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Internationalization and Localization in Java

Disclaimer

This is a big rip-off of Sun's website. All copyrigths belong to them. Please see the Additional Reference section for the source.

What is internationalization and localization?

Internationalization (abbreviated i18n) is the process of designing an application that can be adapted to various languages and regions without engineering changes. This process results in an application that can be run worldwide with the appropriate localized data. This also means that no strings are hard-coded in the program; they are retrieved by the program at run-time. The format in which data (such as date and currency) is displayed is not hard-coded and is culturally sensitive.

Localization (abbreviated l10n) is the process of adapting software for a specific region and language by adding locale-specific components and translating text. We can also localized things like sounds and images.

How-to Internationalize a Java Application

Here is a sample program that we want to internationalize.

public class NotI18N {
    static public void main(String[] args) {
        System.out.println("Hello.");
        System.out.println("How are you?");
        System.out.println("Goodbye.");
    }
}

In order to internationalize this program, we must create a RessourceBundle that contains key/value pairs. The key/value pairs are stocked in a properties file. Suppose we create a resource bundle called MessagesBundle, we'll need the following files:
  • MessagesBundle.properties containing the default value for the strings.
  • MessagesBundle_fr_CA.properties containing translated strings for the fr_CA locale.
  • Other translated MessagesBundle.

A sample MessagesBundle looks like this:
greetings = Bonjour.
farewell = Au revoir.
inquiry = Comment allez-vous?

Then when we have our properties files, we can modify our sample class. First, we need to get a Locale so we can load the appropriate properties file. The Locale is comprised of two things, the language and the country. Then, when we have a Locale object, we can use that object to load the proper RessourceBundle.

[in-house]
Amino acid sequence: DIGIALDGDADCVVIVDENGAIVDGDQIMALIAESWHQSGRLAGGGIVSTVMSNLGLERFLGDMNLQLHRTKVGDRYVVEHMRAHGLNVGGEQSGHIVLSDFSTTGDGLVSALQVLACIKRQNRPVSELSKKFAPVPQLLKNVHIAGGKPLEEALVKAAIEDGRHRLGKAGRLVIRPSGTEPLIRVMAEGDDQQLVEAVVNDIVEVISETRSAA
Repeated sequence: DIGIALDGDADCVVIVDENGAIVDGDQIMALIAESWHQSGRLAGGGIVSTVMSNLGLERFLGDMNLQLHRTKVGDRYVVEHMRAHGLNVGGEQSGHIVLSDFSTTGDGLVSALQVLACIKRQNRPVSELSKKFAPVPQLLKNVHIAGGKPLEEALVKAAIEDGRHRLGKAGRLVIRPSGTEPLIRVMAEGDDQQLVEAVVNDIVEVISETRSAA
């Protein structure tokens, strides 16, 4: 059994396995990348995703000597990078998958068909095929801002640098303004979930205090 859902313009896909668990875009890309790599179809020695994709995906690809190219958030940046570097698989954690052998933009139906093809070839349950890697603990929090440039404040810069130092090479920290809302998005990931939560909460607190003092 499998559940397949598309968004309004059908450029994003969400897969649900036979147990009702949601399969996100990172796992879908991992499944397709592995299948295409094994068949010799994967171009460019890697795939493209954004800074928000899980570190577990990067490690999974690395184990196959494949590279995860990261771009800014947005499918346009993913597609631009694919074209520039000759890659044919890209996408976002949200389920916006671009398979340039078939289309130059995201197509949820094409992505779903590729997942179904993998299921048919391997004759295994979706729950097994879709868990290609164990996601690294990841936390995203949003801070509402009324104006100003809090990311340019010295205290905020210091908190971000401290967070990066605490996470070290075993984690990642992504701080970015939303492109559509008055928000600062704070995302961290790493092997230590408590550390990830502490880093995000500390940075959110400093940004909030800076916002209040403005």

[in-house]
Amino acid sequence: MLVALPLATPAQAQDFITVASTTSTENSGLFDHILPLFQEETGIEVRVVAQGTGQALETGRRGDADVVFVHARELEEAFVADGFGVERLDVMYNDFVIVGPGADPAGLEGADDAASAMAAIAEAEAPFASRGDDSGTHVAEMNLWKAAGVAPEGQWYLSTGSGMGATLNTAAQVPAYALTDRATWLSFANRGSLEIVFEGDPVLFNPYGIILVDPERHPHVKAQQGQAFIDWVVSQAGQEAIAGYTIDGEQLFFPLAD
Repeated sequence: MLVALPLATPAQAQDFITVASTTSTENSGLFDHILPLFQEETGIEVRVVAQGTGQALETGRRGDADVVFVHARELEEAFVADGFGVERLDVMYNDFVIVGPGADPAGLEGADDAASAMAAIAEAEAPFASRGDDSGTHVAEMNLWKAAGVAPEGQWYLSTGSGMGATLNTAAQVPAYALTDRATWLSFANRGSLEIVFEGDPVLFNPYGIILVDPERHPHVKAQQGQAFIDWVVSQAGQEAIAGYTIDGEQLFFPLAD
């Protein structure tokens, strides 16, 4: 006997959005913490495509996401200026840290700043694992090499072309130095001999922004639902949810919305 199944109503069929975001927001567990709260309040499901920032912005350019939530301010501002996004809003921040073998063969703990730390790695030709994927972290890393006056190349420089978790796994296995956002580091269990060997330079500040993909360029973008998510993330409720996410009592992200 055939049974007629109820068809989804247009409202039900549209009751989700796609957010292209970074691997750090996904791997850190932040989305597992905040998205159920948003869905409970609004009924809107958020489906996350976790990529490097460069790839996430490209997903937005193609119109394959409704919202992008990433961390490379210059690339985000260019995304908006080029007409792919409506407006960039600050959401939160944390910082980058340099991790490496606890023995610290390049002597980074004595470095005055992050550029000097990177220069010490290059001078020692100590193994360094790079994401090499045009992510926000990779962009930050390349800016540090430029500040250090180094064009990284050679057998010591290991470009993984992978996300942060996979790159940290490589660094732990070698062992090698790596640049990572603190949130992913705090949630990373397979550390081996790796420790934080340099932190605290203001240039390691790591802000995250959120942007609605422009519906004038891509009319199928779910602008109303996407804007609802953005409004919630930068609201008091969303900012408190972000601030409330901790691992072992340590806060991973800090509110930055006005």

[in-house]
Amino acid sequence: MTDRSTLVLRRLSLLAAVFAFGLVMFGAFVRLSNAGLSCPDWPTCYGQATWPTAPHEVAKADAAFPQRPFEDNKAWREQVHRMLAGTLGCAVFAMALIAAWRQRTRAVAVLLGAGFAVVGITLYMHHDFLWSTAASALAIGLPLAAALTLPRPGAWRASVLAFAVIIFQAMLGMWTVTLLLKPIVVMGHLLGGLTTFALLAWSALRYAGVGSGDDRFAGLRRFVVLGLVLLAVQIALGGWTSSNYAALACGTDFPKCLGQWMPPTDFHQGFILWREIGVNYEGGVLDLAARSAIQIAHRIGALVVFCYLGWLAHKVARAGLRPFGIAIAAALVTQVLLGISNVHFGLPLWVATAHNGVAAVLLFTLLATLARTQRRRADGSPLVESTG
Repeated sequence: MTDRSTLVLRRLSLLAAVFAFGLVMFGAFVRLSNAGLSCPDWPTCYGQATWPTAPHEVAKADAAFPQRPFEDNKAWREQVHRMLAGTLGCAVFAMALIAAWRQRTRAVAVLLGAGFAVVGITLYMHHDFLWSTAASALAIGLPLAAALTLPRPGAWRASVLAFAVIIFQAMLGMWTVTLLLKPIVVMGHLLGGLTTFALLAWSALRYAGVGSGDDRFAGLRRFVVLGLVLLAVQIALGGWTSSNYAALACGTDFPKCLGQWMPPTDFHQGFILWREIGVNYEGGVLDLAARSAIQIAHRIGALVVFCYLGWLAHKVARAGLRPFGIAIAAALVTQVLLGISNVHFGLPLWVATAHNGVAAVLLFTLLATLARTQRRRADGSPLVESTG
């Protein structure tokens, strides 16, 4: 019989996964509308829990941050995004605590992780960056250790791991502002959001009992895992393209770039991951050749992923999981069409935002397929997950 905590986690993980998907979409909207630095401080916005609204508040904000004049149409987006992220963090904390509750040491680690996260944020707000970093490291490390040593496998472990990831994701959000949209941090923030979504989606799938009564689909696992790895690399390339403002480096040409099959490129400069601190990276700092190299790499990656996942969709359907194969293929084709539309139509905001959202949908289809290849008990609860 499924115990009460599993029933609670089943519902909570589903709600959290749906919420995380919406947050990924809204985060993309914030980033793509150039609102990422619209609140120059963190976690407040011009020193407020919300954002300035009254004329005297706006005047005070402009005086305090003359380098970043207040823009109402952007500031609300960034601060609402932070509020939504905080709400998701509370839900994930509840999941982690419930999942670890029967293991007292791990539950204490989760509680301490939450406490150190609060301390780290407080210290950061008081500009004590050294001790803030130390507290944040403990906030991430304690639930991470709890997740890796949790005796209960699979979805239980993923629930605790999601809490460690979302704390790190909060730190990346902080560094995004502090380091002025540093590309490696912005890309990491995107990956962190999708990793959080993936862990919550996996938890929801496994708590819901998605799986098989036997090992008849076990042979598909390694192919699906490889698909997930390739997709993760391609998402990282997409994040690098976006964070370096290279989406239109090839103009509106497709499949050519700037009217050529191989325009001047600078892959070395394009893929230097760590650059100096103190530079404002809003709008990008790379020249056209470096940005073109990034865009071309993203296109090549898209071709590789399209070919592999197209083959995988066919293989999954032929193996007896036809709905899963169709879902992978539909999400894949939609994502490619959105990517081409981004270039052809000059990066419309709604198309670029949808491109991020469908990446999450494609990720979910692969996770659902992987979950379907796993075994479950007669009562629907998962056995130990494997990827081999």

To finish this example, here is the localized program.
import java.util.*;

public class I18NSample {
   static public void main(String[] args) {
      String language;
      String country;

      if (args.length != 2) {
          language = new String("fr");
          country = new String("DE");
      } else {
          language = new String(args[0]);
          country = new String(args[1]);
      }

      Locale currentLocale;
      ResourceBundle messages;

      currentLocale = new Locale(language, country);

      messages = ResourceBundle.getBundle("MessagesBundle",currentLocale);

      System.out.println(messages.getString("greetings"));
      System.out.println(messages.getString("inquiry"));
      System.out.println(messages.getString("farewell"));
   }
}

Dealing with compound message

A compound message is a string composed of static text and variable output.

Consider the following example:

If we want to add this message into the sample program from the previous example, we will need to create the following entries in our MessagesBundle properties files.